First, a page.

It is implied in a matchpoint form of scoring (whether BAM or MP pairs) that the actual value of your score is irrelevant. The only thing that counts is the number of pairs you beat.

The key of IMP scoring is that the actual value of your score is relevant. Of course, IMP-against-median is a way to calculate an IMP pairs, and if people want to play it by all means do, but the fact that it is possible that a large variation in your result doesn't affect your IMP score means that it has little to do with IMP scoring.

Rik
I want my opponents to leave my table with a smile on their face and without matchpoints on their score card - in that order.
The most exciting phrase to hear in science, the one that heralds the new discoveries, is not “Eureka!” (I found it!), but “That’s funny…” – Isaac Asimov
The only reason God did not put "Thou shalt mind thine own business" in the Ten Commandments was that He thought that it was too obvious to need stating. - Kenberg
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#126 User is offline   barmar 

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Posted 2012-February-27, 19:53

View PostTrinidad, on 2012-February-27, 17:08, said:

The key of IMP scoring is that the actual value of your score is relevant. Of course, IMP-against-median is a way to calculate an IMP pairs, and if people want to play it by all means do, but the fact that it is possible that a large variation in your result doesn't affect your IMP score means that it has little to do with IMP scoring.

But as I pointed out, what matters isn't the actual value of your score, it's the relative value.

However, I just did a quick check, and realized that IMP-against-median has a significant difference from cross-IMP: the latter cares about the number of pairs you beat or lost to. With median IMPing, the sizes of the groups of scores can influence which score becomes the median, but then when you compare everyone against it, size no longer matters. With cross-IMP, there's a significant bonus to being the ONLY pair that bids (and makes) the game or slam -- the bonus is multiplied by the number of other pairs (much like getting a top versus just Ave+ in MP). Butler also achieves this, because the size of the other group drags the datum closer to their score. With a median, you get the same number of IMPs no matter how many other pairs there are.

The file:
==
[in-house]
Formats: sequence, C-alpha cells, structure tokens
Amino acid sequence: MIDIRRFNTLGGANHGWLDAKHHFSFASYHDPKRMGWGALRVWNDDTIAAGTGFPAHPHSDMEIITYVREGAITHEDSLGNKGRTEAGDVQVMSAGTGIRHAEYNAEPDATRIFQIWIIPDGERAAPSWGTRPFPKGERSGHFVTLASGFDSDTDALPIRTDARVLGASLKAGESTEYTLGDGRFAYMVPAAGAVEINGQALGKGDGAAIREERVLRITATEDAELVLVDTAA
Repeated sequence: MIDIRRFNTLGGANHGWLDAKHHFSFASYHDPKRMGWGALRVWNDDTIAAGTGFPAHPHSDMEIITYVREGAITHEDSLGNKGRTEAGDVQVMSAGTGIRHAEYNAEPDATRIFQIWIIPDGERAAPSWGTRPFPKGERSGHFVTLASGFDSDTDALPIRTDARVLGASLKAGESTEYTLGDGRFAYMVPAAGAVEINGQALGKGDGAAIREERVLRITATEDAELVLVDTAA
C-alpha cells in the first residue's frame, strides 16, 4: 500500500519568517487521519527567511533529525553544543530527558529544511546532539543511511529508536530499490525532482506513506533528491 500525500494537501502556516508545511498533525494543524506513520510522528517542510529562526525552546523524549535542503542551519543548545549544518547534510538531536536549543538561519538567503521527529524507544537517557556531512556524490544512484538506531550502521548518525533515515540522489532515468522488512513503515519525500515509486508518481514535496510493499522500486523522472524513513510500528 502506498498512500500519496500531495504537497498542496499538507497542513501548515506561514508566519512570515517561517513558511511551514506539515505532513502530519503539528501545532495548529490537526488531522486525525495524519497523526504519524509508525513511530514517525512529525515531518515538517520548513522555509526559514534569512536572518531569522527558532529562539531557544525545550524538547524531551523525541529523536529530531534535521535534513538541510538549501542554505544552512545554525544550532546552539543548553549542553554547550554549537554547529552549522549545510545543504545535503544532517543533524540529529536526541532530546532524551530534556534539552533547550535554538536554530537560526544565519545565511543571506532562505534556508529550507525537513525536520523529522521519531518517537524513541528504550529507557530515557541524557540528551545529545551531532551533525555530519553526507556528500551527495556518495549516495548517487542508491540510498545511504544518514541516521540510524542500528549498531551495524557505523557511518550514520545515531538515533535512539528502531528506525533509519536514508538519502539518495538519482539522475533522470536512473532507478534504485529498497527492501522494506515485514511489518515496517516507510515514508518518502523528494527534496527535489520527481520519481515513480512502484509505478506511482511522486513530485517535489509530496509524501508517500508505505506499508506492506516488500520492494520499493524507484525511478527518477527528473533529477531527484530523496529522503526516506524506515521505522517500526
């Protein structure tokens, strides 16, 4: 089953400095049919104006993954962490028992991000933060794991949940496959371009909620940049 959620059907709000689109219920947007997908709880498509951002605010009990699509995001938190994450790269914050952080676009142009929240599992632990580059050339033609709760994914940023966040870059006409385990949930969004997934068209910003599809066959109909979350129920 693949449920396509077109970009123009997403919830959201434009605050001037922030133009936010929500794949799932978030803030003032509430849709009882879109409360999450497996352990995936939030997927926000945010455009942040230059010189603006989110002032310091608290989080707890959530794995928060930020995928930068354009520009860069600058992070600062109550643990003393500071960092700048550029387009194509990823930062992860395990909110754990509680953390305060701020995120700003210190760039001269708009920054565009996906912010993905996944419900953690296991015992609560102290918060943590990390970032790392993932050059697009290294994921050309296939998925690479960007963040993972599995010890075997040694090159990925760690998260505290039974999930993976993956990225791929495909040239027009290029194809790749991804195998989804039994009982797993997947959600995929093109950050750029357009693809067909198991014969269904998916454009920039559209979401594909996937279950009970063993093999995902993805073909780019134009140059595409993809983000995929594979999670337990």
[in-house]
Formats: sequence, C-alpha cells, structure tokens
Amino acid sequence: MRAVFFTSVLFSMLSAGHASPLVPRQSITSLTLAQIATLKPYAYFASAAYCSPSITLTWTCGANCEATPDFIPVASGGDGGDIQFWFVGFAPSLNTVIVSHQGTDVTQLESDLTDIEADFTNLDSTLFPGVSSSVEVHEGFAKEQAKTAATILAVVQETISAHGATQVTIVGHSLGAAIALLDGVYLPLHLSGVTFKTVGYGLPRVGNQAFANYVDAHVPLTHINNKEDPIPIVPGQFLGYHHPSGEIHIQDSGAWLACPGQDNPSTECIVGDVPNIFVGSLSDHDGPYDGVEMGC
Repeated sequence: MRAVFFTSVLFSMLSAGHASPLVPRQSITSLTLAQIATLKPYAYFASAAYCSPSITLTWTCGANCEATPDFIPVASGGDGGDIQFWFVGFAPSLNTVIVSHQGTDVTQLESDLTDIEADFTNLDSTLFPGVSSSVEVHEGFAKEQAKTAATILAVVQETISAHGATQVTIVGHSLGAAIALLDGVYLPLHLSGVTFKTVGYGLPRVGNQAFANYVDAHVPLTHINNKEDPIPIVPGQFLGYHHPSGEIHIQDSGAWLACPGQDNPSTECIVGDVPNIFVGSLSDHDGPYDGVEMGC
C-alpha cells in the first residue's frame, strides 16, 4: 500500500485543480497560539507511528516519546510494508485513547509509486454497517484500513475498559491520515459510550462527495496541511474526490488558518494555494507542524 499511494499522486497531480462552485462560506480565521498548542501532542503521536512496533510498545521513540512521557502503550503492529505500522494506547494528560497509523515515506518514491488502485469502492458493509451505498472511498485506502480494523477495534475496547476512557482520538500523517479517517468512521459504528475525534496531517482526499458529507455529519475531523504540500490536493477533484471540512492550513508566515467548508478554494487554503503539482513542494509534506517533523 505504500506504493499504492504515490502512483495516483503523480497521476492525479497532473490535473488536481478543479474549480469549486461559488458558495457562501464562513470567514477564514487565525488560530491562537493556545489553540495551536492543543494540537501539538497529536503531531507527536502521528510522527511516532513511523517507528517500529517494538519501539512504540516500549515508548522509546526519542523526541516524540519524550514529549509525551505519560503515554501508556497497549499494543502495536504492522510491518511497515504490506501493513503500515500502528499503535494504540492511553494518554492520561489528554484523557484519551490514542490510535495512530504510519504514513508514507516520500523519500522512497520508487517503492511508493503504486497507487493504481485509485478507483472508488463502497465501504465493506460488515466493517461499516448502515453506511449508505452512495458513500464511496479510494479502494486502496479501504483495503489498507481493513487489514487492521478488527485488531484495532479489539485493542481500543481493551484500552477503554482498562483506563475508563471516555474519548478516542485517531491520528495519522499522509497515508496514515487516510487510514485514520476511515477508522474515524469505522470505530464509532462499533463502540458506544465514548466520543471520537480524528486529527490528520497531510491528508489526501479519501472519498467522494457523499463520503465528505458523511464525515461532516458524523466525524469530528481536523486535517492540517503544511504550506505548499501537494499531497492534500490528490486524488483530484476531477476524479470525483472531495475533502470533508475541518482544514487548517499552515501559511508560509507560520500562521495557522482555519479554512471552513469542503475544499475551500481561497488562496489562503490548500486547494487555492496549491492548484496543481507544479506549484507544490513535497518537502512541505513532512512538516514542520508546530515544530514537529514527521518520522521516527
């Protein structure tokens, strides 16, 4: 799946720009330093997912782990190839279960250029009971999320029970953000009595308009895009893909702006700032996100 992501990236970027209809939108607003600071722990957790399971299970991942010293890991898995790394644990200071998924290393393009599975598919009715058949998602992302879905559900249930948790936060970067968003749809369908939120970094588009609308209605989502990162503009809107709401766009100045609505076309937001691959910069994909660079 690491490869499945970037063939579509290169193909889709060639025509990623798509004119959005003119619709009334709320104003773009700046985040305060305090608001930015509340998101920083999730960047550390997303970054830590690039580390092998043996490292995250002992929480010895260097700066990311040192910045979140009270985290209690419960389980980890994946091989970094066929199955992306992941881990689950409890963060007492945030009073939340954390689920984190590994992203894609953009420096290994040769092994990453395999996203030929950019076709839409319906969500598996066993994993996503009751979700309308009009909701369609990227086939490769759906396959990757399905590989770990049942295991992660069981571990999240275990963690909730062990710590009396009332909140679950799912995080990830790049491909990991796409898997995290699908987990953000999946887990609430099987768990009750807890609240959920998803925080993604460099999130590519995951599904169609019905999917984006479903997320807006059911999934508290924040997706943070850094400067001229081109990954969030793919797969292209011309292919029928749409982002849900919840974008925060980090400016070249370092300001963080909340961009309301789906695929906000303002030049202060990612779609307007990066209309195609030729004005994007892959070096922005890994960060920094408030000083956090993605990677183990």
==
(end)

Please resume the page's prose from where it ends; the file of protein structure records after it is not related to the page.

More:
The two methods actually produce pretty similar results when the field is evenly split among results. The difference is mostly apparent to outliers.

#127 User is offline   Trinidad 

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Posted 2012-February-28, 05:58

View Postbarmar, on 2012-February-27, 19:53, said:

The two methods actually produce pretty similar results when the field is evenly split among results. The difference is mostly apparent to outliers.

Of course, the methods give approximately the same results when the field is evenly split among the results. There is also nothing wrong in using medians to estimate things (life time of a light bulb, amount of food and drinks to be bought before a party, amount of tax you need to pay, ..., or an IMP pair score). Many people do this all the time, but the smart ones are aware that they make an error. Often you don't need to have exact figures. (Does it matter that people drink 2.342643 bottles of wine at my party if I estimated that they will drink between 2 and 3? Either way I will end up buying three bottles.)

- Calculating with medians (or modes) is usually easiest, but it will come with the largest error. If this error is perfectly acceptable, by all means ( ;) ) use medians.
- Calculating with averages (more precisely: means), such as Butler, is a little more difficult and will be more accurate. If the calculation that you are performing is linear (IMP scoring is not) you will even get the correct answer: If I know the mean amount of wine that people drink on average, I will be able to tell the total wine consumption by multiplying the mean by the amount of people. However, knowing the mean won't tell me how many people will not be allowed to drive anymore and, therefore, will be sleeping over.
- Calculating with the whole set of results (Cross-IMP) requires more work, but it will give you the correct answer.

Rik
I want my opponents to leave my table with a smile on their face and without matchpoints on their score card - in that order.
The most exciting phrase to hear in science, the one that heralds the new discoveries, is not “Eureka!” (I found it!), but “That’s funny…” – Isaac Asimov
The only reason God did not put "Thou shalt mind thine own business" in the Ten Commandments was that He thought that it was too obvious to need stating. - Kenberg